So T-Mobile's new offering bundles the normal insurance, offered by Assurant, with the Apple-provided AppleCare that you know and love. Assurant keeps covering theft and loss, while AppleCare gets you different benefits like live support, cheap screens, and battery repairs.
For anyone who was already on T-Mobile's insurance, or thinking about buying a phone protected by it, this is obviously good news. You're getting more coverage for the same amount of money, and knowing it's Apple-provided coverage means you're not going to have to spend weeks arguing with a weird third-party insurance company.
SANFORD, Fla. (AP) — A Florida woman and her boyfriend were arguing about house and car keys before he fatally shot her and wounded five others, including her two grade-school age sons, police said Monday.
New York (AFP) - Stock markets mostly fell Monday and the dollar slid on concerns that the collapse of US President Donald Trump's repeal of Obamacare could leave him struggling to push through his promised tax-cut and infrastructure spending policies.
More than 100 countries on Monday launched the first UN talks aimed at achieving a legally binding ban on nuclear weapons, as Washington led an international boycott of a process it deems unrealistic. Before the conference had even begun, the US ambassador to the UN, Nikki Haley, spoke out to reject the proposal in the light of current global security threats. "As a mom and a daughter there is nothing I want more for my family than a world with no nuclear weapons," Haley, who represents the world's largest nuclear power, said on the sidelines of the meeting.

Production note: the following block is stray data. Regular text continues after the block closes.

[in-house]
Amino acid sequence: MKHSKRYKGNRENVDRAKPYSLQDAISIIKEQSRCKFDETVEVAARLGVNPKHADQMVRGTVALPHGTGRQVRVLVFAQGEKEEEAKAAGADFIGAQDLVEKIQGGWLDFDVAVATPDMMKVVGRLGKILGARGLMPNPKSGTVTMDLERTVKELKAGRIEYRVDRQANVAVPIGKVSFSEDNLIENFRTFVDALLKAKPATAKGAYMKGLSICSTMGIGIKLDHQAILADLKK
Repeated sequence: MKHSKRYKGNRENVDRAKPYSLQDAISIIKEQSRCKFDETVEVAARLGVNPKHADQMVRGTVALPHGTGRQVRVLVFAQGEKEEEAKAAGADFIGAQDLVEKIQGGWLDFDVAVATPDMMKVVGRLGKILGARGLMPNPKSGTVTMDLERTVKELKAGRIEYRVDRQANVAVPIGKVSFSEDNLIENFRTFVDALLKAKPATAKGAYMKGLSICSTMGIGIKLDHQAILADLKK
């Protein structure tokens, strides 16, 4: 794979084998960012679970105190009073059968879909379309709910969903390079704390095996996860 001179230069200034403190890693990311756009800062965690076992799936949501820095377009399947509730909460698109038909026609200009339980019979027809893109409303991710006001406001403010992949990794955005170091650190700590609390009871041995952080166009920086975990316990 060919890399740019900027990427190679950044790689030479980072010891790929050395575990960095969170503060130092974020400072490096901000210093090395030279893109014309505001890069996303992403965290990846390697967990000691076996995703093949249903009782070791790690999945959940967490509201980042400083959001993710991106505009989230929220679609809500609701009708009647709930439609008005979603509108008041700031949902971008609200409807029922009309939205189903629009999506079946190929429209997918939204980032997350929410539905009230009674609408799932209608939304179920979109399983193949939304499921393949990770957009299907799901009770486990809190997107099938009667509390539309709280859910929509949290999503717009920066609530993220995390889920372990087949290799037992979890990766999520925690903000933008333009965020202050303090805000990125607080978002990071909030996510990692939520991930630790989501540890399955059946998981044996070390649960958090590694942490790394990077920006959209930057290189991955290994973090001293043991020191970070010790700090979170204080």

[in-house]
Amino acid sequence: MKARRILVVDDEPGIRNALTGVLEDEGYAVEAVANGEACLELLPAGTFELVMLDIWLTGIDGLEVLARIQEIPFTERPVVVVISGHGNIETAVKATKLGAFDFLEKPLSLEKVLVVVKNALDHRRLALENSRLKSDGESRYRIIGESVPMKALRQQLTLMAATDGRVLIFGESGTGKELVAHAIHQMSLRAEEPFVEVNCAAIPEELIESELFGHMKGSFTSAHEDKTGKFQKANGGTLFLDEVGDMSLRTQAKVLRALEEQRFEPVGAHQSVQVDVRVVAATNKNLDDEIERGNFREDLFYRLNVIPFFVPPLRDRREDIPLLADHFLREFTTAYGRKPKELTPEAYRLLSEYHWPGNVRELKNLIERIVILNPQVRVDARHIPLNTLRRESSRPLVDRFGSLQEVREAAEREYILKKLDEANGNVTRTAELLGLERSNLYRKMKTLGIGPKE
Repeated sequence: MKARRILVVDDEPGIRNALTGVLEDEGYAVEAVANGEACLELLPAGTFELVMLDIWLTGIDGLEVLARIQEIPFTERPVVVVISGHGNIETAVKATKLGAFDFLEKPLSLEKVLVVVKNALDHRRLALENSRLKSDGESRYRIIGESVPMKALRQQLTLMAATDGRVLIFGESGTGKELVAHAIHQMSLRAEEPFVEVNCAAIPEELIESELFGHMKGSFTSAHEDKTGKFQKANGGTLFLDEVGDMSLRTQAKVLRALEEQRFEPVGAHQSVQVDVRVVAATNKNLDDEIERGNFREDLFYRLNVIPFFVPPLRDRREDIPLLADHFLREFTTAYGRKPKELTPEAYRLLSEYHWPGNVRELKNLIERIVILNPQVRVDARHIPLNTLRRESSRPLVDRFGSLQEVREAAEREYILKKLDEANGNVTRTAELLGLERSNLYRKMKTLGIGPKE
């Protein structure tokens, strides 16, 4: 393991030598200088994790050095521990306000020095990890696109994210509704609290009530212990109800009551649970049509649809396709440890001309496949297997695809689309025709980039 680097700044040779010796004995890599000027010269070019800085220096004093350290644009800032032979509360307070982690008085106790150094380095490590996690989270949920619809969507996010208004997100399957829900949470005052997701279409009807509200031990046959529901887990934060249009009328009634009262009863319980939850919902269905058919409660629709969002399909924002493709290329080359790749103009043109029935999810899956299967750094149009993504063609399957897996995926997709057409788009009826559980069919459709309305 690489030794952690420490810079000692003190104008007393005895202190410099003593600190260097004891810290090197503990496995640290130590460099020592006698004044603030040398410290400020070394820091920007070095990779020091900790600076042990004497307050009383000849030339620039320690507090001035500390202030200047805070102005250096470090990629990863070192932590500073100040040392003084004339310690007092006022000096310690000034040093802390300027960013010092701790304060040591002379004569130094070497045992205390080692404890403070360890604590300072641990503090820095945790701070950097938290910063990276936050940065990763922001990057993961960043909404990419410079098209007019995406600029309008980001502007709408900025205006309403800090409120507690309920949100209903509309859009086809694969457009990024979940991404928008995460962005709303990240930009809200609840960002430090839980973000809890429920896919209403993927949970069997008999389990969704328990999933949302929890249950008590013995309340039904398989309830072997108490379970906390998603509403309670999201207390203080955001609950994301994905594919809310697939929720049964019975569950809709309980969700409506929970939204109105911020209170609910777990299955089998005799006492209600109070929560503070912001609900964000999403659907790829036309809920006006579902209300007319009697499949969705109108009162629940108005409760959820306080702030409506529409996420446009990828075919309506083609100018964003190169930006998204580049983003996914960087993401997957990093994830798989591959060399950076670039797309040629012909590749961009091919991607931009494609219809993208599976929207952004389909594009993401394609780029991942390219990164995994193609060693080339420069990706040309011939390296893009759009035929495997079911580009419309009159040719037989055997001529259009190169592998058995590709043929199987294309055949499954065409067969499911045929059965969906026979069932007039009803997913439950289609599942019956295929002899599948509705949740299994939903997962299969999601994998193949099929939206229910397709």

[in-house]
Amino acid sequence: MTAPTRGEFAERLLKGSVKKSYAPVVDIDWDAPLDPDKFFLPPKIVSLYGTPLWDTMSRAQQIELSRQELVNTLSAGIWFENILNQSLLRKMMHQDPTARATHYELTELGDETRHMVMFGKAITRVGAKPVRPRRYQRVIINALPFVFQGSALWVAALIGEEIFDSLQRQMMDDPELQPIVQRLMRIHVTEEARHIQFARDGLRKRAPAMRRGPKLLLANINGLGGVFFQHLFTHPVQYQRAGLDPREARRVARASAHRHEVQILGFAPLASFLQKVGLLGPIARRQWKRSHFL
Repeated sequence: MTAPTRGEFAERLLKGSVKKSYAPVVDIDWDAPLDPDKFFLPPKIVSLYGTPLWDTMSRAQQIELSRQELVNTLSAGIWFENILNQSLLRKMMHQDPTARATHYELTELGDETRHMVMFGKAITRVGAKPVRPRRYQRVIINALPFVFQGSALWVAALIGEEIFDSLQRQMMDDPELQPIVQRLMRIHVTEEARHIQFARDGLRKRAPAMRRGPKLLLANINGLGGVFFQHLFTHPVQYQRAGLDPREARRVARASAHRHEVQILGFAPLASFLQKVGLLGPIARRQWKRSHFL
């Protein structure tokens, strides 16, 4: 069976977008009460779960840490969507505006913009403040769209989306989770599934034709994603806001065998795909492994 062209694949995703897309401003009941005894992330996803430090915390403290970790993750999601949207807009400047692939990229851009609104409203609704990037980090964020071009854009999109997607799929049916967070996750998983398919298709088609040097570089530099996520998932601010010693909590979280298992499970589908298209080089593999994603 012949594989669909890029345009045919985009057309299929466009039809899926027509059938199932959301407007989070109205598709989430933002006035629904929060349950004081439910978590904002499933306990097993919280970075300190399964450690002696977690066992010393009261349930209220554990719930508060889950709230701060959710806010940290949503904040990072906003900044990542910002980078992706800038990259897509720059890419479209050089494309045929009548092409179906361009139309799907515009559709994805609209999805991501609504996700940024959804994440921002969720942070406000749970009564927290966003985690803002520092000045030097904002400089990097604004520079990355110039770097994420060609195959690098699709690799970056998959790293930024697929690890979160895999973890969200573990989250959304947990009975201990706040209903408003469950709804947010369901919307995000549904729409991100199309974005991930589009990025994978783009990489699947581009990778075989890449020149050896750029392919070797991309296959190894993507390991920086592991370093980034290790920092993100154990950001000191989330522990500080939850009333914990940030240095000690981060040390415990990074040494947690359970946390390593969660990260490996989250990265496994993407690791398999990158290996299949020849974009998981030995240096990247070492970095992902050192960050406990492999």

By Diego Oré and Lesley Wroughton CARACAS/WASHINGTON (Reuters) - Venezuela called on Monday for the suspension of an Organization of American States meeting intended to air regional concerns over the OPEC nation's economic crisis and democratic standards. The Washington-based OAS is due to debate Venezuela on Tuesday after its secretary-general, Luis Almagro, said the country should be suspended from the regional bloc if it does not hold elections. Last week, 14 nations urged elections and freedom of jailed opponents of President Nicolas Maduro's socialist government, turning up the pressure after authorities thwarted a referendum on him last year and postponed local polls.
WASHINGTON (AP) — Roger Wilkins, a historian, journalist and activist who held a key civil rights post in President Lyndon Johnson's administration and helped The Washington Post win a Pulitzer for its Watergate coverage, died Sunday, relatives said. He was 85.
Hamas leader Khaled Meshaal on Monday accused Israel of having killed one of the Palestinian Islamist group's officials after he was shot dead in the Gaza Strip. Mazen Faqha, 38, was shot dead by unknown gunmen Friday with four bullets from a pistol equipped with a silencer. "By killing Faqha, the enemy told us: 'I've scored a point against you and I can take away one of your heroes even in the heart of Gaza," Meshaal told supporters at a memorial in the Palestinian enclave.